This has been in my thoughts all week
Door closes, door opens

There go the swimming lessons

I just spoke to the director of the swim program through which Charlie has been taking lessons. They don't feel equiped -- as I noted, they should not have felt they needed to be, as they are not a swim program for autistic children -- to teach Charlie, and certainly not handle his behaviors. So yesterday's lesson was Charlie's last.

When the teacher told him not to "jump in the pool" at Wednesday's lesson, Charlie -- maybe from thymic distress? maybe because of just hearing the word "don't"? -- grabbed at her and then banged his head on the pool rail. And then it was a difficult moment of running out of the pool area; grabbing onto the really nice man who knows Charlie because he's a swim instructor at Charlie's school and works at the pool in the evenings; sitting crying and moaning on a gym mat I found and threw on the ground. Charlie sat there for five minutes and then, sniffling, got into the pool with the teacher. He didn't swim at all, just moved back and forth in the water; he cheered up a little. 

I had a feeling as we left, after observing things, that we might not last much longer in this swim program. Had the director not called me, I was planning to write to them and let them know, if they didn't feel that their program was appropriate for Charlie -- again, it's not a program for kids with disabilities -- we understand.

We're glad Charlie got what he did out of the program. I've gained some more insights about the challenges of having him taught by those who don't have the background and familiarity with autistic kids and with teeagers and adults in particular. I feel good that Charlie did what he could and that the program director could speak to me about their concerns. 

Aside from issues of a behavioral sort, one thing that I suspect can be challenging is the rate and way that Charlie learns. He had some great moments of swimming all over the pool, showing how he can swim on his back, kick and use his arms. But Charlie has always been something more than inconsistent in his learning: One day, BAM! He'll do everything you ask and more. Then, POUF, and he seems disinclined to do anything and some of those danged "behaviors" crop up. Perhaps there was the feeling that they "couldn't teach him" because they didn't seem him "progressing" in some ways, whereas we knew he was doing something good by just managing in the lessons and trying to follow the teacher's instructions.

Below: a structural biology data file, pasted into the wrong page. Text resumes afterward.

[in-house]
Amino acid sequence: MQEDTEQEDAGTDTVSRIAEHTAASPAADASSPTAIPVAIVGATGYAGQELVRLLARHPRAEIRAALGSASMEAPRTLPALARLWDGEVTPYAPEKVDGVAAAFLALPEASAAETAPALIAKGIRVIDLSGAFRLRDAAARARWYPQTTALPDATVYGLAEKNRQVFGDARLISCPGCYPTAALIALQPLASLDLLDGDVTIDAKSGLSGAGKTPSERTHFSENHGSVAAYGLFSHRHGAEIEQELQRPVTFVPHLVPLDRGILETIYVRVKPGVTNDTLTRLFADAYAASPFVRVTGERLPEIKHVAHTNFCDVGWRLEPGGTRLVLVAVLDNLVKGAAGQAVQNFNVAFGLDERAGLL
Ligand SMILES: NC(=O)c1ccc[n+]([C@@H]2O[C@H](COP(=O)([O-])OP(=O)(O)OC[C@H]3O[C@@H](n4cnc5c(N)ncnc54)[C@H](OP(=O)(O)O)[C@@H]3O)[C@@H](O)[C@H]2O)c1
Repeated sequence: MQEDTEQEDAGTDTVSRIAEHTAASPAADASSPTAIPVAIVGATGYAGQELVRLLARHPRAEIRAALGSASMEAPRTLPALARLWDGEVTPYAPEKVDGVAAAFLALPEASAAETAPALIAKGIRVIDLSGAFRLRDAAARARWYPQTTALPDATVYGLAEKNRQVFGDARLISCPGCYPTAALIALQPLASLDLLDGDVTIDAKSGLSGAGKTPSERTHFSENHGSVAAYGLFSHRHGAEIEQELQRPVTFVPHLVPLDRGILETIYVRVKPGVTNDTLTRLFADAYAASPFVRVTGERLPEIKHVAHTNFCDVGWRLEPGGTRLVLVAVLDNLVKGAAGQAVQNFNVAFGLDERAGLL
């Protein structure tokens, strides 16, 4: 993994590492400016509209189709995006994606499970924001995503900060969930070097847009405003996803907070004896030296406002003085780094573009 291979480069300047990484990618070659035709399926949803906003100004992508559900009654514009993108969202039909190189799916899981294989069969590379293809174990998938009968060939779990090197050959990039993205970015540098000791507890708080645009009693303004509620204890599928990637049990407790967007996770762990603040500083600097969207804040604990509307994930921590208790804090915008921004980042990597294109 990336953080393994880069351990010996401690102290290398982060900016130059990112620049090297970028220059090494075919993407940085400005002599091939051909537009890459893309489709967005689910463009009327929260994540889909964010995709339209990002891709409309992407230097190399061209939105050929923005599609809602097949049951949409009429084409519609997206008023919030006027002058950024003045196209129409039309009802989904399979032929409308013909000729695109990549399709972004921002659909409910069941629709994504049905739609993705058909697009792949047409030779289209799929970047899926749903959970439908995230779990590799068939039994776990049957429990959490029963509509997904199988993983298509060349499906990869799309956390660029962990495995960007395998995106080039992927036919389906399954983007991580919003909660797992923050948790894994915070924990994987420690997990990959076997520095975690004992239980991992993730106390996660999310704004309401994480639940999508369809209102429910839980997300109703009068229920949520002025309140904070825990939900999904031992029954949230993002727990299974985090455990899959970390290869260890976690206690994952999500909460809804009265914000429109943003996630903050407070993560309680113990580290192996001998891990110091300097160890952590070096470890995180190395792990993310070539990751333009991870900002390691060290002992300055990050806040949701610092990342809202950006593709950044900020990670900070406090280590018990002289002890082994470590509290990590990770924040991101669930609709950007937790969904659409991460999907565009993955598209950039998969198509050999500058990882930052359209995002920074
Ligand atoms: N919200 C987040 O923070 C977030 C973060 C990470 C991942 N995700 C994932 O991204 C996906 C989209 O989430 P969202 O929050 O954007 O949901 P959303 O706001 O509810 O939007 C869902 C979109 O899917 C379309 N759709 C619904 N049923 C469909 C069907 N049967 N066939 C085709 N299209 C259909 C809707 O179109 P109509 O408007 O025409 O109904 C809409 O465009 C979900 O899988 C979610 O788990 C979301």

With us, it'll always be about not perfection, but progress.

Comments

Judy T

It's hard having to be so "grown up" and reasonable about these things. I'm very glad that Charlie got some positives out of the experience, and that he was able to go for as long as he did; I hope that rather than writing it off as something they should never have undertaken, the facility considers the possibility that maybe, they should be expanding their services so that the next time someone like Charlie wants lessons, they WILL be equipped to provide him with the services he needs!

Kristina Chew

thanks, Judy---I had to fill out a lot of forms prior to signing Charlie up and I did my best to spell out his behaviors, plus I spoke at length to the director. I'm sure they have to worry about insurance and such, too. Time and again, people think they can handle things with him but then decide they can't when they see things; my only regret is that they didn't apply a bit more of the principle of "waiting it out and working through," which is key with Charlie.

We are getting a refund! It wasn't worth fighting this one.

Judy T

I never get that part - they seem either not to believe parents when we tell them about the "issues" that are likely to show up, or they think that they are "magic" and will somehow not encounter them, and then they run at the first little thing. Do they think that we (parents) are totally incompetent, and that they (strangers to our children, who don't deal well with newness and unfamiliarity) will make no mistakes with our kids? Do they think that we are making it all up? I "hear" the fatigue in your post, and you have my sympathy and support. Hang in there. There's something about this time of year ...

Happy Mother's Day!

Kristina Chew

Yes, it was really frustrating! I even used words like "severe" to describe Charlie.

In the conversation with the director, I kept saying "we know WE are responsible for Charlie and WE know how to deal with his behaviors." I emphasized that of course we'd always be present with Charlie at something like a swimming lesson.

Of course, there's a small irony in that here we were with all those people who I guess were thinking they had no idea what they'd do if Charlie were having a 'behavioral storm' and here I am, the smallest of all of them, and I'm the one who knows what to do..... but I'm the mom, ha.

Yes, Happy Mother's Day! (not said with any sort of cynicismJ)

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